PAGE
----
An adherence represents a brief hold of the articular surfaces. Adhesion can happen between the condyle and disc or the disc and fossa. Adhesions result from a fibrous connective tissue or loss of lubrication between the structures. It is characterized by restriction in the normal translation of the condyle movement with no pain. In chronic situations, the patient senses an inability to get the teeth back to occlusion during the closure.


It is a non-pathologic condition, a repeatable clinical phenomenon characterized by a sudden forward movement of the condyle past the crest of the articular eminence during the final stages of mouth opening. The steep, short posterior slope of the articular eminence and the longer anterior slope - more superior to the crest - cause the condyle to subluxate. The examiner can witness it by requesting the patient to open wide, creating a small void or depression behind the condyle.

Luxation (dislocation)

A dislocation happens when the condyle moves in front of the articular eminence and cannot descend back to the normal position.[7] Dislocations result from the TMJ's hyperextension, causing the fixing of the joint in an open position during the opening of the mouth. It can be partial (subluxation) or complete (luxation). It can be acute or chronic (protracted or recurrent), bilateral or unilateral.[7] Anterior teeth are usually separated, and the posterior teeth are closed. The patient will find difficulty closing the mouth and pain.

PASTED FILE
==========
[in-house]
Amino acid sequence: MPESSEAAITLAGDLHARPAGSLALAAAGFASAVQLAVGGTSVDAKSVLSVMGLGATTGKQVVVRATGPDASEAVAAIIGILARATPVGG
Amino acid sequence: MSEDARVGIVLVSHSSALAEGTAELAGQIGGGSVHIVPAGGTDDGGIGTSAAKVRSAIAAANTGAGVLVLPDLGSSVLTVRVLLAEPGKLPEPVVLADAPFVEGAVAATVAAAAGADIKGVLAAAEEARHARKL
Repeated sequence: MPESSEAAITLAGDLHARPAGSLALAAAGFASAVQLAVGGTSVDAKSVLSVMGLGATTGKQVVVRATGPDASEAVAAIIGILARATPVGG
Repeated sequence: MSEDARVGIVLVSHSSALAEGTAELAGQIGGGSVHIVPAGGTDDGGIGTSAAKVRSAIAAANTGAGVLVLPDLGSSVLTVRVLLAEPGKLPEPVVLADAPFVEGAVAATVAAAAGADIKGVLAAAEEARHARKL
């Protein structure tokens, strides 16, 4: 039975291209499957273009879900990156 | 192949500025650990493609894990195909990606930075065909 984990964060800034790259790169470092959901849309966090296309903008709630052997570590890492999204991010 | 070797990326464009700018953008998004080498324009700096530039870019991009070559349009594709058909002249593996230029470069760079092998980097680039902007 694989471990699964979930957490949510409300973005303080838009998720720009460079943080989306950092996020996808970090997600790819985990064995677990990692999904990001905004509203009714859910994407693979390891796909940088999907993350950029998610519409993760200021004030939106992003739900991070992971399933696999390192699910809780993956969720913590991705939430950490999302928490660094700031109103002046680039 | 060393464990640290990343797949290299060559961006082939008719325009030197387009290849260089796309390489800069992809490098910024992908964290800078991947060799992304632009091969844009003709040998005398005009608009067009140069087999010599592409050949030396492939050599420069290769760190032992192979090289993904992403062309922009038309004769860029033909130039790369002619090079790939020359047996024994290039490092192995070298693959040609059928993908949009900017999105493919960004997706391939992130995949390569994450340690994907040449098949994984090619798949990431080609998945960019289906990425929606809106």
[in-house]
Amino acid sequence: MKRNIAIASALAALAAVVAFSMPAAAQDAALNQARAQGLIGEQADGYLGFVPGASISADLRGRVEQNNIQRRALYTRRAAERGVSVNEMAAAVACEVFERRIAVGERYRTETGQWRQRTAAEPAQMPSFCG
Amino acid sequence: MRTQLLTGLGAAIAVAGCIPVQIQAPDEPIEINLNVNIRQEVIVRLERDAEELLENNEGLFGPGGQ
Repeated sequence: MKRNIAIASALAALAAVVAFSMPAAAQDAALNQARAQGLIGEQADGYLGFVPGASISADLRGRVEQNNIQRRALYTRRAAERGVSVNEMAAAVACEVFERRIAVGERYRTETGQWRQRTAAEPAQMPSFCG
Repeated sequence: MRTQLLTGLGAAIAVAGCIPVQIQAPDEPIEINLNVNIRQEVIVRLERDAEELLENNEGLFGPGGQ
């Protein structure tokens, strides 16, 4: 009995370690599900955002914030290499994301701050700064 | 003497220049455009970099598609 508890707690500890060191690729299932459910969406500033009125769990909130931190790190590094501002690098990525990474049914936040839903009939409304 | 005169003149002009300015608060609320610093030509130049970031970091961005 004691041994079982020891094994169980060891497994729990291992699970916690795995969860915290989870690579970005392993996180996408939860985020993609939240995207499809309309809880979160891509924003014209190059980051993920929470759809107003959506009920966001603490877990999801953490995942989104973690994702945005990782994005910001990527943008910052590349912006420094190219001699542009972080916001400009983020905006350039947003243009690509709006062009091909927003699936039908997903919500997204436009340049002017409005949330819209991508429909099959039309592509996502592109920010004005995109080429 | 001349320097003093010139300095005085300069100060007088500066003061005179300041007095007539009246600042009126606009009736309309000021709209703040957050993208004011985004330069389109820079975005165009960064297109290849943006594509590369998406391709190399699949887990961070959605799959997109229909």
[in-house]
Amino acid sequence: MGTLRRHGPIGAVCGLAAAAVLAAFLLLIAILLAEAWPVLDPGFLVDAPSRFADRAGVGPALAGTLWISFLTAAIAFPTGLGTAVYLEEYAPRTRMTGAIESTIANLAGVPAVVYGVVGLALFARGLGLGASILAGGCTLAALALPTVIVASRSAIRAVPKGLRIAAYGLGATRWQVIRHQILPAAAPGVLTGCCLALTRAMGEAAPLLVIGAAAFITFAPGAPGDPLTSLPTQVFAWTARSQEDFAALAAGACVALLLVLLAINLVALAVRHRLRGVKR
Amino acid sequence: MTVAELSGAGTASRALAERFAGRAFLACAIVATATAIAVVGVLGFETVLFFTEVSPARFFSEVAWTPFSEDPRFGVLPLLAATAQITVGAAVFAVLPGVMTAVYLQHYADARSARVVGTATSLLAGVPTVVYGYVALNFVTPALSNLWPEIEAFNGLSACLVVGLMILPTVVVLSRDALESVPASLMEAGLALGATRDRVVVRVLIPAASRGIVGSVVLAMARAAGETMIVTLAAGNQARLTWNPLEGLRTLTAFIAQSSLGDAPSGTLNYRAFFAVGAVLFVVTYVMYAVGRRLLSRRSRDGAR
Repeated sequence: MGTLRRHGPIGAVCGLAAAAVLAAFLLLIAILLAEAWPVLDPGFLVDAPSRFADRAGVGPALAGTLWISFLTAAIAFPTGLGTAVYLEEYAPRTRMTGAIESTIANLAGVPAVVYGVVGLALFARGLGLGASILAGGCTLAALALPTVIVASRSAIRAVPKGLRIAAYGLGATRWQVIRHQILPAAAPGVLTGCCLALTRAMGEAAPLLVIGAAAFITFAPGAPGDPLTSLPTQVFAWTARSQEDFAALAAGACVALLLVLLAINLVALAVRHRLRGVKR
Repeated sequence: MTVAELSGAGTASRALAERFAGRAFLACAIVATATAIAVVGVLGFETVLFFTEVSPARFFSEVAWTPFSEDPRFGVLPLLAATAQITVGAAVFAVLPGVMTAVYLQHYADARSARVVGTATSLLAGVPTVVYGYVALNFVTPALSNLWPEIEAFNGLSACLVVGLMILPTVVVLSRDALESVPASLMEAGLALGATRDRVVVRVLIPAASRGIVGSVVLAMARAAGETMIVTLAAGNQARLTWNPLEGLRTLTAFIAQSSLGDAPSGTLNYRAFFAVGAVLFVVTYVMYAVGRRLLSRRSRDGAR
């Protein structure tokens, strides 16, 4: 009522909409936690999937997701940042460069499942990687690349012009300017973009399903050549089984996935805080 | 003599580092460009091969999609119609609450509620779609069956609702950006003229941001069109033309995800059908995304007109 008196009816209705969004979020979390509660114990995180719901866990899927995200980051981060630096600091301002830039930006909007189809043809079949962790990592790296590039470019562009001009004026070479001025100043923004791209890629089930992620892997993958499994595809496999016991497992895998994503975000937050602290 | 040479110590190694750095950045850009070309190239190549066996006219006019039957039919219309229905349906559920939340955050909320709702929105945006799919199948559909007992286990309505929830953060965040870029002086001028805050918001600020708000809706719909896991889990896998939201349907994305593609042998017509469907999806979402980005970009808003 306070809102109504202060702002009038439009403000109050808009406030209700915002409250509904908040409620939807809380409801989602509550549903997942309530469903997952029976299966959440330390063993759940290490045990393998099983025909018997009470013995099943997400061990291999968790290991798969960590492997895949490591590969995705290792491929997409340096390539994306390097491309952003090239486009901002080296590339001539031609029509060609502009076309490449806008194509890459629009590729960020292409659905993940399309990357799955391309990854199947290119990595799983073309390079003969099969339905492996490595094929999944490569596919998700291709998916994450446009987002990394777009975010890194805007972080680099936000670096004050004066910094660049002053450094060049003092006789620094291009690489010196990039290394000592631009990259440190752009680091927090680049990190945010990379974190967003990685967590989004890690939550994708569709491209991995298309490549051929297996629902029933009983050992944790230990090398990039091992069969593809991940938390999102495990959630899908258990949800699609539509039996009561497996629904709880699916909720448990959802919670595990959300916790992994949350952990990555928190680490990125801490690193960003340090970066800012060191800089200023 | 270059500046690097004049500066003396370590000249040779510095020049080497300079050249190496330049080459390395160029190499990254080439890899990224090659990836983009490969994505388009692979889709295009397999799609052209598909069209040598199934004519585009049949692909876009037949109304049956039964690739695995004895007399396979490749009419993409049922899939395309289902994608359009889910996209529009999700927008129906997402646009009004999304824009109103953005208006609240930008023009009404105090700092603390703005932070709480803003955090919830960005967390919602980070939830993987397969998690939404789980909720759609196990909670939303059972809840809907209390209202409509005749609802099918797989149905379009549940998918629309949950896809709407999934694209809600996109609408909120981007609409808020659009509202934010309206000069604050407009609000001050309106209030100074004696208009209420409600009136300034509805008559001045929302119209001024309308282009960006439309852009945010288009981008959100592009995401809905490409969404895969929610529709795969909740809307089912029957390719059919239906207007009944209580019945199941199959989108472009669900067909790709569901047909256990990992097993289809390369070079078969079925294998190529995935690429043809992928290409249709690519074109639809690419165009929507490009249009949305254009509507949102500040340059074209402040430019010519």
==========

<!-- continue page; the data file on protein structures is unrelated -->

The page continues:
Inflammatory Disorders of the TMJ

The joint disease of inflammatory origin characteristically presents with deep continuous pain commonly accentuated on functional movement. This constant pain can trigger secondary excitatory effects. It expresses as referred pain, sensitivity to touch, protective contraction, or a combination of these problems.

Inflammatory joints are classified according to the structures involved into synovitis, capsulitis, retro-discitis, and arthritis.


Trauma can cause inflammation of the synovial tissues (synovitis) and the capsular ligament (capsulitis). It presents as continuous pain, tenderness on palpation, and limited mandibular movement. However, it isn't easy to differentiate between these two entities clinically, and arthroscopy is helpful for diagnosis.